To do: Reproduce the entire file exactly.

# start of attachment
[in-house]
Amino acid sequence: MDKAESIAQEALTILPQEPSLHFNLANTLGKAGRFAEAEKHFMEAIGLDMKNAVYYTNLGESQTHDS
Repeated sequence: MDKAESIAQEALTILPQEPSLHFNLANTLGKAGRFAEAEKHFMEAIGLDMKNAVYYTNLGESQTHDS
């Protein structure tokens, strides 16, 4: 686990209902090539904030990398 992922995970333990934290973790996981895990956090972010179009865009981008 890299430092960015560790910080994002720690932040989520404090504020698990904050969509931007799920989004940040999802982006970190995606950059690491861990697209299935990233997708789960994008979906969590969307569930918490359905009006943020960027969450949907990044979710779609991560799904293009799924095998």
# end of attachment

[in-house]
Amino acid sequence: MDKAESIAQEALTILPQEPSLHFNLANTLGKAGRFAEAEKHFMEAIGLDMKNAVYYTNLGESQTHDS
Repeated sequence: MDKAESIAQEALTILPQEPSLHFNLANTLGKAGRFAEAEKHFMEAIGLDMKNAVYYTNLGESQTHDS
């Protein structure tokens, strides 16, 4: 686990209902090539904030990398 992922995970333990934290973790996981895990956090972010179009865009981008 890299430092960015560790910080994002720690932040989520404090504020698990904050969509931007799920989004940040999802982006970190995606950059690491861990697209299935990233997708789960994008979906969590969307569930918490359905009006943020960027969450949907990044979710779609991560799904293009799924095998």